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Several ways to save for tuition and/or expenses.

How do families meet college costs today? They save early and often. You should too. Here are some college savings vehicles to consider.

529 plans. These state-sponsored college savings plans let you put away up to $12,000 per year for your child’s college costs without having to file an IRS gift tax return. (The plans in some states have no contribution limits – and you don’t have to live in those states to invest in those plans.) You can even “frontload” a 529 plan and put in $60,000 to start ($120,000 for a married couple) without triggering the gift tax. The money you invest grows tax-deferred, and withdrawals are tax-free as long as the money is used for college expenses. If your child doesn’t want to go to college, you can change the beneficiary if the account is in your name.1,2

Coverdell ESAs. Single filers with modified adjusted gross income (MAGI) of less than $95,000 and joint filers with MAGI of less than $190,000 can pour up to $2,000 annually into these tax-advantaged accounts. The money saved and invested can be used for college or K-12 education expenses. Contributions aren’t tax-deductible, but the account enjoys tax-deferred growth and withdrawals are usually tax-free. Contributions may be made until the account beneficiary turns 18. The money must be withdrawn when the beneficiary turns 30. After 2010, there is a chance that the annual contribution limit on a Coverdell ESA may drop to $500.2,3,4

UGMAs & UTMAs. These all-purpose savings and investment accounts are often used to save for college. When you put money in the account, you are making an irrevocable gift to your child. You manage the account assets. When your child turns 18 - or 21 in some states - he or she can use the money to pay for college. There are two caveats: 1) your child can actually use the money for anything, 2) the money withdrawn from the account is considered income and might lessen your child’s chances to qualify for financial aid.5

Cash value life insurance. If you have a whole or variable life insurance policy, you can borrow from, withdraw against, or even cash out the policy to meet college costs. You can make tax-free withdrawals from such a policy as long as you don't exceed the cost or “basis,” or the total amount of premiums paid.6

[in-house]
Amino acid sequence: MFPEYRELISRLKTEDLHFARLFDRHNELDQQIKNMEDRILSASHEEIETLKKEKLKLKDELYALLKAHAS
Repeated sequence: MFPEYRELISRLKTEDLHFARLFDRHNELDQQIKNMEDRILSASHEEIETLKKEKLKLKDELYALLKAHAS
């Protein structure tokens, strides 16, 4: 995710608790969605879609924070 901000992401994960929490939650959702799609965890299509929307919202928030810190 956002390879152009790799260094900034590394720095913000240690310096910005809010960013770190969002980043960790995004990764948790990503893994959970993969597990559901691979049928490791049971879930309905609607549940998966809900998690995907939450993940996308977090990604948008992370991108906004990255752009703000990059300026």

Mutual funds. Lastly, you can put a professional money manager in charge of your college savings and invest for college with a mutual fund. Yes, many of them took huge hits in 2008, but for the long term, they remain a strong and viable option.

Parents and grandparents can save at the same time. Grandparents can start a 529 plan - or other college savings vehicle - just as parents can. The earlier, the better. Talk to a financial advisor today about these savings methods. It will be great for you and your child if he or she graduates from college debt-free.

These are the views of Peter Montoya Inc., not the named Representative nor Broker/Dealer, and should not be construed as investment advice. Neither the named Representative nor Broker/Dealer gives tax or legal advice. All information is believed to be from reliable sources; however, we make no representation as to its completeness or accuracy. The publisher is not engaged in rendering legal, accounting or other professional services. If other expert assistance is needed, the reader is advised to engage the services of a competent professional. Please consult your Financial Advisor for further information.

1 usatoday.com/money/perfi/columnist/block/2007-11-12-529-plans_N.htm [11/12/07]
2 investors.com/editorial/IBDArticles.asp?artsec=19&issue=20081031 [10/31/08]
3 360financialliteracy.org/Life+Stages/College/Articles/Paying+for+College/The+best+ways+to+save+for+college.htm [11/18/08]
4 irs.gov/taxtopics/tc310.html [11/18/08]
5 aarpfinancial.com/content/resource/investing/ugma_utma.cfm [11/21/08]
6 bloomberg.com/apps/news?pid=10000039&sid=a67WOYsKiVbE&refer=columnist_wasik [11/10/03]